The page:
Get Ready! It’s the Newest and Biggest Generation in the Workplace, Primed to Make a Difference You Can’t (and Don’t Want To) Ignore. This series offers career advice for the Biggest Generation since The Baby Boom, by The Millennial Mentor.
By Robyn Tingley
If you are new to the workplace, you may not have a lot of experience with meetings. While many employees dread meetings and consider them a waste of time, they continue to be used as the primary means to vet topics and make decisions. The quality of the meeting depends largely on the meeting organizer, but as a participant, you have a key role to ensure success.
#1 Prepare – there are three steps you need to take to prepare for any meeting. First, if material was circulated in advance, read it. Not only is this a sign of respect to your colleagues who invested hours to prepare it, but it will give you a strong advantage because sadly, many people are too rushed or unorganized to digest the information up front. Second, review the agenda and understand the goal of the meeting. Is it to create awareness, come to consensus, make a decision or recommendation? Third, know who is attending. Meetings are a great way to get to know more colleagues and expand your network.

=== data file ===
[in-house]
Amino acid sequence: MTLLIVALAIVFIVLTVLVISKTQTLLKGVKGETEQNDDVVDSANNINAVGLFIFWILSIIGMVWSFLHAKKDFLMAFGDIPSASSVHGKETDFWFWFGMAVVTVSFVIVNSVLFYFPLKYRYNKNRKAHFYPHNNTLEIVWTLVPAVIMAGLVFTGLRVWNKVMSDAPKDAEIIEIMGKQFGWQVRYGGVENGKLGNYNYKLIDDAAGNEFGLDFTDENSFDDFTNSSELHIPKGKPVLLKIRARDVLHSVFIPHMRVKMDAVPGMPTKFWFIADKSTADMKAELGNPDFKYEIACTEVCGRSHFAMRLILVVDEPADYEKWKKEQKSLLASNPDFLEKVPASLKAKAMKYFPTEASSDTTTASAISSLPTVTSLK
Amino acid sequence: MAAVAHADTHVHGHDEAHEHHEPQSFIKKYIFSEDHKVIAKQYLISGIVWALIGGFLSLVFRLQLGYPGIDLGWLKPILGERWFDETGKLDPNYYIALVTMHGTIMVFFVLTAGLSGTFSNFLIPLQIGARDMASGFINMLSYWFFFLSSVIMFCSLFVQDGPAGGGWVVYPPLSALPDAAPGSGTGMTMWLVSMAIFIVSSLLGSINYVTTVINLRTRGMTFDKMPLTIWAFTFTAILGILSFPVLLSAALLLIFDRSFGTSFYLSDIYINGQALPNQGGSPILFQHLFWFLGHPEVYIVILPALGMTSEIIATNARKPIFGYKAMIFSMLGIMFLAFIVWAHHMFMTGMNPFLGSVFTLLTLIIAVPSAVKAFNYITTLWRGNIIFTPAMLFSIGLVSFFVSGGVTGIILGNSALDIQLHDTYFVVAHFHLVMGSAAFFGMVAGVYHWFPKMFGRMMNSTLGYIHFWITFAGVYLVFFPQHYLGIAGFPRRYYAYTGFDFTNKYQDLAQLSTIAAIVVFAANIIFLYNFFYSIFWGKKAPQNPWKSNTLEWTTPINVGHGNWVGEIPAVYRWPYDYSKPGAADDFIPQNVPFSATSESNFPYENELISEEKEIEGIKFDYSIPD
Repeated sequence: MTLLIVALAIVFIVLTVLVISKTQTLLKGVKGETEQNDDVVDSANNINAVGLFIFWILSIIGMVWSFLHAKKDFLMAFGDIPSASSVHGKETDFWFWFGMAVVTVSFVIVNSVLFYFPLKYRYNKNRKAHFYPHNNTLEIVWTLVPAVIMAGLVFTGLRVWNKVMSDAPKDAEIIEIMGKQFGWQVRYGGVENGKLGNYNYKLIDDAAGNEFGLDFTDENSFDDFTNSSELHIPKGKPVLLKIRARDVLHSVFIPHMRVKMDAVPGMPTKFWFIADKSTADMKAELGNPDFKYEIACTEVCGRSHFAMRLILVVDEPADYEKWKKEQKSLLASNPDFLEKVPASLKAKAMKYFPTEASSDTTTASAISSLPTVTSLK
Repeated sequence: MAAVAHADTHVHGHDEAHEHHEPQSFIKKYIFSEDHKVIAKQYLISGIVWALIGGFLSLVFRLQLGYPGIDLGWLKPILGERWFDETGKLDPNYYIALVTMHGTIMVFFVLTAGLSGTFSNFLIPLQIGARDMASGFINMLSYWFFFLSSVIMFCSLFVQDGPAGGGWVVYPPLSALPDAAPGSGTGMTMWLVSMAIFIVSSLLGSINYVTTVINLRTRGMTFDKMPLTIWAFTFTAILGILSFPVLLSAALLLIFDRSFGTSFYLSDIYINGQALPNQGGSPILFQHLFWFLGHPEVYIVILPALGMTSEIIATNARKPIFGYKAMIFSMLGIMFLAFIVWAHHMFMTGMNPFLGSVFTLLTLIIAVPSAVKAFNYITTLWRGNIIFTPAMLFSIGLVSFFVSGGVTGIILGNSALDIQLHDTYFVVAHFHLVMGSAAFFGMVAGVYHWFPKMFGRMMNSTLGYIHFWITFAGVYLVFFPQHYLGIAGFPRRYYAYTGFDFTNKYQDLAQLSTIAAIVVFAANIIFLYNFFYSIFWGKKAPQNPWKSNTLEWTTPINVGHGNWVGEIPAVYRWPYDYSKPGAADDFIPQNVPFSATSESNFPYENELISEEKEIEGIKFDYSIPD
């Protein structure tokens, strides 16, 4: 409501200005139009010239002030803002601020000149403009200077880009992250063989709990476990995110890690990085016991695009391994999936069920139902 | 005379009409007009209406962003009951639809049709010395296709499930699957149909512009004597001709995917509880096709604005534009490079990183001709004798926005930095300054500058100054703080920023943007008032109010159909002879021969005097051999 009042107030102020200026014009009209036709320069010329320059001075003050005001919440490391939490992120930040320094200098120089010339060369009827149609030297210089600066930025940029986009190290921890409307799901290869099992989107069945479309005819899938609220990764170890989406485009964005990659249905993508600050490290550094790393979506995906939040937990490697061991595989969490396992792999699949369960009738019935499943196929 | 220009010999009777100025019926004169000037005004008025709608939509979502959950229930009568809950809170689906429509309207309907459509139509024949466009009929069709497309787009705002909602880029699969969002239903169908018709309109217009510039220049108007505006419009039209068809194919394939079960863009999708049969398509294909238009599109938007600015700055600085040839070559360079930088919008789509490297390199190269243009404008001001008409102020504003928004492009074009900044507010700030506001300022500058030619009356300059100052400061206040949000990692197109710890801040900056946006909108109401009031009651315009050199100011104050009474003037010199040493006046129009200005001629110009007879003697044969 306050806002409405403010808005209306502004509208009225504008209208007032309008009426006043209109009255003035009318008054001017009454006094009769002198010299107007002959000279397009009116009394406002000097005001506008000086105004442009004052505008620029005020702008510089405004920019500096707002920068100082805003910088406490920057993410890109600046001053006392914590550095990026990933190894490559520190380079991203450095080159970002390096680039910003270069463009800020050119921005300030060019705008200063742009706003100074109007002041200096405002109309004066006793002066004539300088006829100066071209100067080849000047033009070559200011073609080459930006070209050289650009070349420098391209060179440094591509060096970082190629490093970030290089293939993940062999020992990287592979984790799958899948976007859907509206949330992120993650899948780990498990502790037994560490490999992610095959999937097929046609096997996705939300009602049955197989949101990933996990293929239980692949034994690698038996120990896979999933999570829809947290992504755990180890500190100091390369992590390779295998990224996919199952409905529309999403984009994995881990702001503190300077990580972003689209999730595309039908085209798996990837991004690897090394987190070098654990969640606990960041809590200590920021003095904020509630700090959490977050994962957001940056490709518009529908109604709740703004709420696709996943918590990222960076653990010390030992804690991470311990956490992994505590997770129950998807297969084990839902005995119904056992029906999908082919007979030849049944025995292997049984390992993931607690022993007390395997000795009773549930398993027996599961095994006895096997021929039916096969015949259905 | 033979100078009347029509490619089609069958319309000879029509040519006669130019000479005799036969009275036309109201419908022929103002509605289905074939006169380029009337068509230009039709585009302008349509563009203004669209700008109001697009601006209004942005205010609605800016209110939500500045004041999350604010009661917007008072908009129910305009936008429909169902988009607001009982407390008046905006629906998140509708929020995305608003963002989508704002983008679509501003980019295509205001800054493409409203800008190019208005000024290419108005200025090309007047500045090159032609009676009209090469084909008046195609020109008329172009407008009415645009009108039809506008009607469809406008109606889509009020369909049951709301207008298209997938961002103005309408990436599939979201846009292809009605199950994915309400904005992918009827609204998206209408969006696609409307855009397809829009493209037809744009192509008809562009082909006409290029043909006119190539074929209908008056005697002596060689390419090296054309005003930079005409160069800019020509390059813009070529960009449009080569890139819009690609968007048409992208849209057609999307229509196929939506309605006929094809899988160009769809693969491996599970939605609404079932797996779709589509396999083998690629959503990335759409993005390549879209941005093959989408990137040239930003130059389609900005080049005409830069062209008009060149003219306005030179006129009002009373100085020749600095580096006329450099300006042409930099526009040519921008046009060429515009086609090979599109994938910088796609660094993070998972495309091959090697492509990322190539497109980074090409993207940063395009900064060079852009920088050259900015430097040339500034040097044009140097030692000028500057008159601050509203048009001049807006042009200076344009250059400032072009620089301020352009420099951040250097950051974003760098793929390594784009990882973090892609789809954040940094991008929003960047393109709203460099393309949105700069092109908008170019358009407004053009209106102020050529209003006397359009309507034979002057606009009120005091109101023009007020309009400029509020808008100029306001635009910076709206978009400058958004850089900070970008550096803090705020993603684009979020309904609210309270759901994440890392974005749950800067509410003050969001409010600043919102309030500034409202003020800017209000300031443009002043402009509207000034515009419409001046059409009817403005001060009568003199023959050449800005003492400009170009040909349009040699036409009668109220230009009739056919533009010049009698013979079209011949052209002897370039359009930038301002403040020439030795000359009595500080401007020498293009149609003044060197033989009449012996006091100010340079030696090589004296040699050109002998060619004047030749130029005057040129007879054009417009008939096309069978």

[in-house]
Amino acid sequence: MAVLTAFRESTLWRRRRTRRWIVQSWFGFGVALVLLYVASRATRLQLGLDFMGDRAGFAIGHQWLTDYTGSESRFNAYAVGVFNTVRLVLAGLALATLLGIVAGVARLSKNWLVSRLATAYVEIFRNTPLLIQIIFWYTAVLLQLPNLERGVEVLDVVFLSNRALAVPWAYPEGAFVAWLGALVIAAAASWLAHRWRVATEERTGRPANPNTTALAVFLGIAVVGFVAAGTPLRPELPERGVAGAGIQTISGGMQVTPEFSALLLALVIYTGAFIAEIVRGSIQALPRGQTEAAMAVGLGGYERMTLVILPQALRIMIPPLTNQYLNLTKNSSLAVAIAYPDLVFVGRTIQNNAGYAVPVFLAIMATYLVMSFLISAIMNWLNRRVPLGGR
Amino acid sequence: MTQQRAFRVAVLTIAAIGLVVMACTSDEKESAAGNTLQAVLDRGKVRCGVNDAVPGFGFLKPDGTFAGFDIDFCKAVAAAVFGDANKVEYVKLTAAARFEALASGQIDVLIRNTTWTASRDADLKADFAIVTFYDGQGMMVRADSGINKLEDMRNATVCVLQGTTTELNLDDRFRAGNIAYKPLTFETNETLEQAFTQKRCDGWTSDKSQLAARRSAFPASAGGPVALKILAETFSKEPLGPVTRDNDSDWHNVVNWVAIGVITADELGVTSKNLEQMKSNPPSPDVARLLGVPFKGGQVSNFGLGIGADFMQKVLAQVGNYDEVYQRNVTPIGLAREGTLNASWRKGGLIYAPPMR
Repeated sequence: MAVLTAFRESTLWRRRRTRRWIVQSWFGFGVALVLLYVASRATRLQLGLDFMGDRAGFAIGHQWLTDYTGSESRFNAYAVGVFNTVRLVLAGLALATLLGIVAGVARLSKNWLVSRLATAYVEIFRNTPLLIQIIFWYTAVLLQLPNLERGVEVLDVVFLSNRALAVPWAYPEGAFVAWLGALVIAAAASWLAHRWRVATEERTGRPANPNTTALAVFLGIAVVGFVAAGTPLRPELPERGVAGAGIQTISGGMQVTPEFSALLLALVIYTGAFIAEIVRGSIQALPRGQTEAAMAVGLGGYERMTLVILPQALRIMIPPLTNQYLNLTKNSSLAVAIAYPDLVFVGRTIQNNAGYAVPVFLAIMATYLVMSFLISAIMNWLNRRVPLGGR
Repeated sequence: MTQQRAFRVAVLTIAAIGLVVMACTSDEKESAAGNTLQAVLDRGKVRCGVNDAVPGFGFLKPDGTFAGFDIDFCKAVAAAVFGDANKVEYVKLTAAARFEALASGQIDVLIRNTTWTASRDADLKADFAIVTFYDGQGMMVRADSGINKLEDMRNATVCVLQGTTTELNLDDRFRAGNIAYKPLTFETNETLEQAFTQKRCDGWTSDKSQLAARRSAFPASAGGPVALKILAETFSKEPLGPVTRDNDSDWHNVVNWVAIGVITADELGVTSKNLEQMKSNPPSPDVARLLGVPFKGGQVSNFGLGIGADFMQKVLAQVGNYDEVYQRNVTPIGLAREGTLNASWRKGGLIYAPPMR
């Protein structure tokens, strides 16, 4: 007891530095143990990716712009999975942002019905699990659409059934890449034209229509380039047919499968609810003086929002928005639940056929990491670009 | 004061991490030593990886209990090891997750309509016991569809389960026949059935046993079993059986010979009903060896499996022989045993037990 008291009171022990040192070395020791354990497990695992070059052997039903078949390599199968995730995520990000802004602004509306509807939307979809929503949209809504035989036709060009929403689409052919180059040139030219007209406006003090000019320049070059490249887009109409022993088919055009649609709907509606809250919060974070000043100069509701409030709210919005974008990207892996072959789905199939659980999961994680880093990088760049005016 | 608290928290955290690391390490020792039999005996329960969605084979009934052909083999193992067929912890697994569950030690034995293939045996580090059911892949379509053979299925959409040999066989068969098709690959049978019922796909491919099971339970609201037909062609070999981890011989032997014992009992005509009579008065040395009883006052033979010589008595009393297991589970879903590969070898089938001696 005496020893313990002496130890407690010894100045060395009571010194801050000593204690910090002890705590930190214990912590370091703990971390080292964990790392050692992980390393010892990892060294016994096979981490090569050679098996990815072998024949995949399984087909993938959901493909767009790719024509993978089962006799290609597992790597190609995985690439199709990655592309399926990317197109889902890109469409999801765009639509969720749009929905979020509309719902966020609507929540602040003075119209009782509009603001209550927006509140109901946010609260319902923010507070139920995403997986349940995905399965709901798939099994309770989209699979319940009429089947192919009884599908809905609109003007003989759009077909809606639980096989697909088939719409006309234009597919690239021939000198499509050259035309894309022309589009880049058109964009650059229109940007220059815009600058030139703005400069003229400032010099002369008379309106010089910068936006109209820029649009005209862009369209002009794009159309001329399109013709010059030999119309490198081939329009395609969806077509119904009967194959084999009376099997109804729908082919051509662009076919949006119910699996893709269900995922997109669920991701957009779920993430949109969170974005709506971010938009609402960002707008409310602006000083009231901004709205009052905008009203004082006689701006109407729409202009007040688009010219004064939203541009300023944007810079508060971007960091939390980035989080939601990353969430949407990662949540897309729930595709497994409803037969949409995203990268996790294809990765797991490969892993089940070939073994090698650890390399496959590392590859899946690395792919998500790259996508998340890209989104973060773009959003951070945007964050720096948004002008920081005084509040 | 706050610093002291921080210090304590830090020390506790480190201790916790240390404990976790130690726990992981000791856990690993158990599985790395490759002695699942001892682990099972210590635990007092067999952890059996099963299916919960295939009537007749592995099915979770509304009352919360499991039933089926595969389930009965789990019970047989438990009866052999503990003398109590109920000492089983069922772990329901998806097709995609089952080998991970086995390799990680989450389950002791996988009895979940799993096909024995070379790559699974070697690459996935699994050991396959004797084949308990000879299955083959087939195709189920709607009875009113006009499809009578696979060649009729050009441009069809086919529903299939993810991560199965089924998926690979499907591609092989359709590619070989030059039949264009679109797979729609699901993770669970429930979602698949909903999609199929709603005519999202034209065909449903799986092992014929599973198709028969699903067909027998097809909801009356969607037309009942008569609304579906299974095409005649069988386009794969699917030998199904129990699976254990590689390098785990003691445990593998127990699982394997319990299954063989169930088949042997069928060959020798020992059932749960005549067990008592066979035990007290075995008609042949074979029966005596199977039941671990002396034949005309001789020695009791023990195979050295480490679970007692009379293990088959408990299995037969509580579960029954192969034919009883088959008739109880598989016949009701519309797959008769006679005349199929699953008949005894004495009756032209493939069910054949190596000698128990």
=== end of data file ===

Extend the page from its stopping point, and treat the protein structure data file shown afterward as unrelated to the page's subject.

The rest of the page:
#2 Speak Up – as a meeting participant, you need to be prepared to make a positive contribution. This can be challenging if others monopolize the discussion or if you are an introvert and can’t find the right opening to voice your thoughts. If you have read the material in advance, commit to share your thoughts on data you read, or ask a question about cost, customers, risk, partners, competition, geography — but be succinct, or you will likely get interrupted by more dominant or experienced personalities.
#3 Seek Clarity – if you need a clarification on something, chances are other meeting participants do too. Ask the meeting organizer or presenter for more detail if it’s warranted. Another great way to speak up and help all meeting attendees is to ask for a recap of the action items as the meeting draws to a close. No meeting should ever adjourn without outcomes and next steps being agreed upon by all.
#4 Follow Up – find an appropriate time to thank the meeting organizer. Often sending an email or visiting the organizer personally after the meeting has adjourned will have a greater positive impact than a quick ‘thank you’ as you exit the room. Express how much you appreciated being included in the meeting and why you found it valuable. Also be sure to follow up promptly on any actions that were assigned to you.
While this seems like simple meeting etiquette, it’s surprising how many people in today’s workplace don’t prepare, aren’t contributing, or give proper courtesy to the meeting organizers. You can shine by following these simple steps and setting an example for others.
Robyn Tingley’s career has taken her around the world as an international executive in Human Resources and Communications. She is the founder of GlassSKY.org, an organization dedicated to workplace diversity, gender equality, and helping people succeed.
Other articles in the Series —
Millennial Envy — an introduction to this unique generation